The opinion of the court was delivered by: Sheila K. Oberto United States Magistrate Judge
ORDER GRANTING MOTION FOR LEAVE TO FILE COMPLAINT-IN-INTERVENTION (Docket No. 33)
On April 22, 2011, Federal Insurance Company ("FIC") filed this
motion, seeking leave to file a complaint-in-intervention.*fn1
(Doc. 33.) Defendant AVCO Corporation ("AVCO") filed a
statement of non-opposition (Doc. 35) on May 19, 2011, and no party
filed an opposition. Accordingly, the hearing set for June 1, 2011, is
VACATED and the matter is hereby decided on the moving papers.
This action arises out of damage sustained by Plaintiff Donald Williams ("Plaintiff") to his 1968 Piper Arrow aircraft, which experienced "catastrophic" engine failure on July 14, 2010, while he was flying near Madera City Airport. (Doc. 1-1, p. 5.) Plaintiff contends that the aircraft engine was manufactured by Defendant AVCO and its Lycoming Engines Division, and was improperly re-manufactured by Defendant Elite Air Service ("Elite") using an incorrect part. (Doc. 1-1, p. 5.) Plaintiff alleges that AVCO and Elite were aware that Elite's use of the improper part could result in engine failure but failed to notify anyone of the problem. (Doc. 1-1, p. 5.)
FIC claims that Plaintiff was covered by its insurance policy and that FIC issued insurance payments under that policy in the amount of $29,822.61 to repair damage to the aircraft engine. (Doc. 33, 3:3-13.) FIC seeks to file a complaint-in-intervention for purposes of subrogation.
Federal Rule of Civil Procedure 24 provides for two types of intervention -- intervention of right and permissive intervention. FIC seeks to intervene as a matter of right.
Fed. R. Civ. P. 24(a) addresses intervention of right and provides in pertinent part: On timely motion, the court must permit anyone to intervene who: . . .
(2) claims an interest relating to the property or transaction that is the subject of the action, and is so situated that disposing of the action may as a practical matter impair or impede the movant's ability to protect its interest, unless existing parties adequately represent that interest.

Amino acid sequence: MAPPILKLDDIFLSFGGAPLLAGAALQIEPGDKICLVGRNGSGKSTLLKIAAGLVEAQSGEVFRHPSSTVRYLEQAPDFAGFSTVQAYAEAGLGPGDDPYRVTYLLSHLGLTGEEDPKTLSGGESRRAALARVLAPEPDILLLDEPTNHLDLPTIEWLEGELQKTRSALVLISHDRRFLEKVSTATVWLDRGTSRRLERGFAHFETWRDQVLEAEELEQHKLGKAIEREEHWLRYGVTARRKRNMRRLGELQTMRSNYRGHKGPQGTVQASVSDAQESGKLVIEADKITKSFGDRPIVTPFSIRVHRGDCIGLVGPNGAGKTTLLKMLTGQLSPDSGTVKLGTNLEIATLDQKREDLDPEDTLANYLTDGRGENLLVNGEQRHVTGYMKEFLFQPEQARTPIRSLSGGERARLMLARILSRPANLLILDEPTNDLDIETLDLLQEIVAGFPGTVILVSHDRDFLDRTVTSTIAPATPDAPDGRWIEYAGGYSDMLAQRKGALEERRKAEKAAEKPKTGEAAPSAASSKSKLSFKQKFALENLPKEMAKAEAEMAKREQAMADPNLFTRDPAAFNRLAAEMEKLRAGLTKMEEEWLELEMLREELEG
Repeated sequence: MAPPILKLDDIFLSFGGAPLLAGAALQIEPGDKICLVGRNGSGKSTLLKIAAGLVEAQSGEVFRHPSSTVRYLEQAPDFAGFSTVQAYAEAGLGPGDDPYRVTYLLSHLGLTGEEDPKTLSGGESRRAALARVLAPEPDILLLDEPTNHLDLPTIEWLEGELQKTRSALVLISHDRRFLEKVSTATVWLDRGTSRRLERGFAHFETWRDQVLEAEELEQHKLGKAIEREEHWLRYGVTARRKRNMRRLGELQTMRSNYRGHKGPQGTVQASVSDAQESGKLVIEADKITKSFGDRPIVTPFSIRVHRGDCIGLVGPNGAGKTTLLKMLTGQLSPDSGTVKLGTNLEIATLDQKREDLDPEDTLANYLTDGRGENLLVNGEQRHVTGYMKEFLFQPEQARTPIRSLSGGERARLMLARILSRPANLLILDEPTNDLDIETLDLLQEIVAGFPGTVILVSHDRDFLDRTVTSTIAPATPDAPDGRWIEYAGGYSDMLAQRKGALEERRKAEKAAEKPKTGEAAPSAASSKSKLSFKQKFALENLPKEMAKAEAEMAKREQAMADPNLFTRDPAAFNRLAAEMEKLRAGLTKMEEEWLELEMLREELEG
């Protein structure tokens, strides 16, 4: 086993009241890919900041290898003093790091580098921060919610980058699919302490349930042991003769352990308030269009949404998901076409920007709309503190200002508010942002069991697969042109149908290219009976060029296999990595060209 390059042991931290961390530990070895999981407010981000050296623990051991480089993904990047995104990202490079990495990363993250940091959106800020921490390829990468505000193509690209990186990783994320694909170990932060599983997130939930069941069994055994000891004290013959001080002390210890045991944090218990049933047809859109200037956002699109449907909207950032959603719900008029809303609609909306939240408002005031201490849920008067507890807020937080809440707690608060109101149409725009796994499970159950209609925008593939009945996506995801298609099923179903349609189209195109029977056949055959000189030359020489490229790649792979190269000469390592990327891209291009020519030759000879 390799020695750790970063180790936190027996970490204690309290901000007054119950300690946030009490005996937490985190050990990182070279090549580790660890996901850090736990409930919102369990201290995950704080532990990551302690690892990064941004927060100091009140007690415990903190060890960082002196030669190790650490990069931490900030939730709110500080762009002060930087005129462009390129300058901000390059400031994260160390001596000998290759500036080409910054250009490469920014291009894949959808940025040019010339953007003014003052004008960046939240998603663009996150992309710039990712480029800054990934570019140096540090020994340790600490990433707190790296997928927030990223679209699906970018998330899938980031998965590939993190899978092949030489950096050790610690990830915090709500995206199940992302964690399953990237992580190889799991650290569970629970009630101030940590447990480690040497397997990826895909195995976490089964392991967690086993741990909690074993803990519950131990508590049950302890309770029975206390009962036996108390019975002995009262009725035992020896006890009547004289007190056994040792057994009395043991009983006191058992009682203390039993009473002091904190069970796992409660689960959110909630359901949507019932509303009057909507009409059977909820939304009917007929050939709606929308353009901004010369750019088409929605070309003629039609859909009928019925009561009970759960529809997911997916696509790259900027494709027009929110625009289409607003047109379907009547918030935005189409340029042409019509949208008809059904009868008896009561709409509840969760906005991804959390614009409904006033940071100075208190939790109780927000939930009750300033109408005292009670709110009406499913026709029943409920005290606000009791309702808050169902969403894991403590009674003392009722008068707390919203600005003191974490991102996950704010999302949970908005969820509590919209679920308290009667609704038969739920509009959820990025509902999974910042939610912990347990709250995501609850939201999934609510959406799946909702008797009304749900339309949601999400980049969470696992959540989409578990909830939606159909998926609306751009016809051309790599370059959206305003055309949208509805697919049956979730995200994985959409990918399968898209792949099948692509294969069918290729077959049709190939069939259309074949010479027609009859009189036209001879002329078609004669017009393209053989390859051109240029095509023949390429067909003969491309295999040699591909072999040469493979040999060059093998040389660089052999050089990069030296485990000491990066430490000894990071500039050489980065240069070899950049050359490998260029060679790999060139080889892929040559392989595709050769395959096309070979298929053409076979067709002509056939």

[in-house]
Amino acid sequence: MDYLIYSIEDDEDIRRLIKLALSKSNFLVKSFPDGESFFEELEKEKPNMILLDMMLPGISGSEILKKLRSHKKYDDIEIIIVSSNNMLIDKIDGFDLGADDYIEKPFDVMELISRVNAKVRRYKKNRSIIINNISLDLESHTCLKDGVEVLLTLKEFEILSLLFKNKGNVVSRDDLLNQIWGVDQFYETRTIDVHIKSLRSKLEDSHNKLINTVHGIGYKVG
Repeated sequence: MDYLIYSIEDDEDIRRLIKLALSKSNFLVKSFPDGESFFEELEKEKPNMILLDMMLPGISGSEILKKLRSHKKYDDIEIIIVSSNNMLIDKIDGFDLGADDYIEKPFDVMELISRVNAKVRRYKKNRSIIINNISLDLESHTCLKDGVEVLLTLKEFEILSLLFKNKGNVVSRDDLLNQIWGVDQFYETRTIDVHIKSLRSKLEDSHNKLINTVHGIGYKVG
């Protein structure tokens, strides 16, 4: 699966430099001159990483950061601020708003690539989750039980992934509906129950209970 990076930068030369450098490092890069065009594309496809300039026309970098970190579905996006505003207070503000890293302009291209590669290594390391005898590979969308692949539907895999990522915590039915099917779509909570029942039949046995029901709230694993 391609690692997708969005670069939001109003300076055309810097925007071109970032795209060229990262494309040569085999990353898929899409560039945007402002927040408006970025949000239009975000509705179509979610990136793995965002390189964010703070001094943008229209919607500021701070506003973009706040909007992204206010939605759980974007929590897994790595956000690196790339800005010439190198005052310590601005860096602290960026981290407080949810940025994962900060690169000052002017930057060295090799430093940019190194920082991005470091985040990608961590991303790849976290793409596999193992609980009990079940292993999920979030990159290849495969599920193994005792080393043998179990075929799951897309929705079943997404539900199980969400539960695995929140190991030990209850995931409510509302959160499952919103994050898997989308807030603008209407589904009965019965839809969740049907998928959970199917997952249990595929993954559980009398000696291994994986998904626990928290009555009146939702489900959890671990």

There are "four requirements for intervention as of right: timeliness, an interest relating to the subject of the action, practical impairment of the party's ability to protect that interest and inadequate representation by the parties to the action. The rule is construed broadly in favor of applicants for intervention." Greene v. United States, 996 F.2d 973, 976 (9th Cir. 1993), aff'd, 64 F.3d 1266 (9th Cir. 1995).
A. FIC's Motion is Timely
FIC's motion is timely. Three factors are used to determine timeliness: the stage of the proceedings, the prejudice to the parties, and the reason for and length of the delay. United States v. Oregon, 913 F.2d 576, 588 (9th Cir. 1990). This action has only been pending in this court since December 16, 2010, when the Notice of Removal was filed, and the Scheduling Order was issued on March 22, 2011. (Docs. 1, 30.) As such, this action is still in the early stages of the proceeding.
There is no apparent prejudice to the parties, especially in light of the fact that no party has filed an opposition. Further, FIC only recently determined the amount it seeks in its claim, as FIC made its final insurance payment on April 13, 2011, eleven days before this motion was filed. (Doc. 33, Amador ...